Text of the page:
We are now one step ahead of Feature Extraction and we extracted statistically important (covariate) representation of the given raw data. Just after Feature Extraction, first thing we need to do is to check the values of the new representation. In general, people are keen on avoiding this and regarding it as a waste of time. However, I believe this is a serious mistake. As I stated before, a single NULL value, or skewed representation might cause a very big pain at the end and it can leave you in very hazy conditions.
Let’s start our discussion. I list here my Sanity Check steps;
Continue reading ML Work-Flow (Part 4) – Sanity Checks and Data Splitting
In this post, I'll talk about the details of Feature Extraction (aka Feature Construction, Feature Aggregation …) in the path of successful ML. Finding good feature representations is a domain related process and it has an important influence on your final results. Even if you keep all the settings same, with different Feature Extraction methods you would observe drastically different results at the end. Therefore, choosing the correct Feature Extraction methodology requires painstaking work.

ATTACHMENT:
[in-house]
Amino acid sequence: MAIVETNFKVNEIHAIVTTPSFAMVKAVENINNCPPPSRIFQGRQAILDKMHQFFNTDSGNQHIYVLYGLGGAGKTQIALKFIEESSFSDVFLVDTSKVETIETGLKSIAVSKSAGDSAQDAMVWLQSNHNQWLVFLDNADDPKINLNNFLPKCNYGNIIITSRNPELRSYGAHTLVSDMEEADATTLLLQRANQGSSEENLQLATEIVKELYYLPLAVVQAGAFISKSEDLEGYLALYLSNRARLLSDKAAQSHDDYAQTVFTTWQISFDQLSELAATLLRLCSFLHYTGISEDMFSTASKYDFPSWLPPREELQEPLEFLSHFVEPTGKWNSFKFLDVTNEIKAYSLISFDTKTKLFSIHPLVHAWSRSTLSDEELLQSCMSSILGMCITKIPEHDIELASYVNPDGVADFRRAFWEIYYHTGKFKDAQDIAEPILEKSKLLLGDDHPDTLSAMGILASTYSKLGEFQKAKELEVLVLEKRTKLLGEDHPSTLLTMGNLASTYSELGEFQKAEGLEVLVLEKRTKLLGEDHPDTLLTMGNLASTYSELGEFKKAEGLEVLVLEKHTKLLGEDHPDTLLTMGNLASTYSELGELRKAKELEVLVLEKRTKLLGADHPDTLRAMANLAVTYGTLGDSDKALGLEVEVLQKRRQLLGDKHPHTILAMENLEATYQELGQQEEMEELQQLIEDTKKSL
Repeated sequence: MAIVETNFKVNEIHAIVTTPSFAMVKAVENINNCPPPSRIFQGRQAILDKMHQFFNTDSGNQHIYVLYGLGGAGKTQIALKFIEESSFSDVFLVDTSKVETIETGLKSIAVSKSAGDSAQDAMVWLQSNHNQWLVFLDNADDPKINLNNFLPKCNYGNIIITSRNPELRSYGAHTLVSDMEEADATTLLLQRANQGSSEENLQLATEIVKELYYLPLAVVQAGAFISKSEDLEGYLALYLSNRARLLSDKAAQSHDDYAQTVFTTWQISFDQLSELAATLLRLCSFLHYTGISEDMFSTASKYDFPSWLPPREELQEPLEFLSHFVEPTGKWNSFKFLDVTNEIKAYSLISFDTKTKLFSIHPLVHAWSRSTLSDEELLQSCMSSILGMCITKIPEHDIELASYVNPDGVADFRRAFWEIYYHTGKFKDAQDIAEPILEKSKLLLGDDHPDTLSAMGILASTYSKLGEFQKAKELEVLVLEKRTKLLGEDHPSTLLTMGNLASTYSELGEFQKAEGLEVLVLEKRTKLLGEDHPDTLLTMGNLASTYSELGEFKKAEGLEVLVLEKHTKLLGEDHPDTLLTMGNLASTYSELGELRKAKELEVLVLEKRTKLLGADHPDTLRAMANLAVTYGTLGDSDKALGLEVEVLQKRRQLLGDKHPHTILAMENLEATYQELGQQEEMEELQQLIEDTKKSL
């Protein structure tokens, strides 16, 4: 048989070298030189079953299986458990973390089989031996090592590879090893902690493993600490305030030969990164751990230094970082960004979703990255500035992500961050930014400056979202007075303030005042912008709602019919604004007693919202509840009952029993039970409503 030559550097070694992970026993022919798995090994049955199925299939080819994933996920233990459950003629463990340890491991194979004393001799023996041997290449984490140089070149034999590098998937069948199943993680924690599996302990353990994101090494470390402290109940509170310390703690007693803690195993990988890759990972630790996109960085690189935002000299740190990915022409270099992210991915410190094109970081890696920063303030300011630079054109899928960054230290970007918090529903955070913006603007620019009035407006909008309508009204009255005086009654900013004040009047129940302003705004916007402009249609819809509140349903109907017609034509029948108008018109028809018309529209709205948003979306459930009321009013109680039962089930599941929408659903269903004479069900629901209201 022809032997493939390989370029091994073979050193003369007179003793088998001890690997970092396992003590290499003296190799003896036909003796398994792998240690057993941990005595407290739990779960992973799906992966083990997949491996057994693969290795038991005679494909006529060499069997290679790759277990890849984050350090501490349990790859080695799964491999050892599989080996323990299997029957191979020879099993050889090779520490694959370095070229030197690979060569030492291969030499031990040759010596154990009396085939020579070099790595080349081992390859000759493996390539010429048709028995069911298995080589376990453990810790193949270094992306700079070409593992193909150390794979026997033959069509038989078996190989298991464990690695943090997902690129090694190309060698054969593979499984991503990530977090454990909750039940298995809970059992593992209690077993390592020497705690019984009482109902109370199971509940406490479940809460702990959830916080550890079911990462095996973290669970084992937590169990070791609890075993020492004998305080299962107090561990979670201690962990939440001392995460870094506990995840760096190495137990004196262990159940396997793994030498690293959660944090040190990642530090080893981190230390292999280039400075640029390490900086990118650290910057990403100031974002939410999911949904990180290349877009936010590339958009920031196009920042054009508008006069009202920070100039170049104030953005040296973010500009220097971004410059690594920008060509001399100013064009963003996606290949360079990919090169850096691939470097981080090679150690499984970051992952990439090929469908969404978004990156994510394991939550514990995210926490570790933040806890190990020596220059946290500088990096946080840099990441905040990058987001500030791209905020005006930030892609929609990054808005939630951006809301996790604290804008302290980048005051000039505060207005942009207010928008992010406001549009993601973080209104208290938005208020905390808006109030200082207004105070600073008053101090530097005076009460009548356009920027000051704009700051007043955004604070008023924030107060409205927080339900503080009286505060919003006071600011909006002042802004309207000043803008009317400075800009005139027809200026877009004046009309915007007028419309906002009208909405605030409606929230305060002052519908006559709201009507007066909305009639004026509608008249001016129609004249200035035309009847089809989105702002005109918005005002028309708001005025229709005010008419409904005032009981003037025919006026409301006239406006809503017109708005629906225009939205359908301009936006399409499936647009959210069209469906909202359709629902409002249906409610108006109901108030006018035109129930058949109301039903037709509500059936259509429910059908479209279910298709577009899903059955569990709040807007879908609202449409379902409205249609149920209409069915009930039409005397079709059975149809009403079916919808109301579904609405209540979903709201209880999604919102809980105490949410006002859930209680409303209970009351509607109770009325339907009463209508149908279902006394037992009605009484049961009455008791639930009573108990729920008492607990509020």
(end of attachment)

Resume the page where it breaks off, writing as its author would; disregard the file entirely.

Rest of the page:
Feature Extraction is a process of conveying the given raw data into set of instance points embedded in a standardized, distinctive and machine understandable space. Standardized means comparable representations with same length; so you can compute similarities or differences of the instances that have initially very versatile structural differences (like different length documents). Distinctive means having different feature values for different class instances so that we can observe clusters of different classes in the new data space. Machine understandable representation is mostly the numerical representation of the given instances. You can understand any document by reading it but machines only understand semantics implied by the numbers. Continue reading ML Work-Flow (Part 3) - Feature Extraction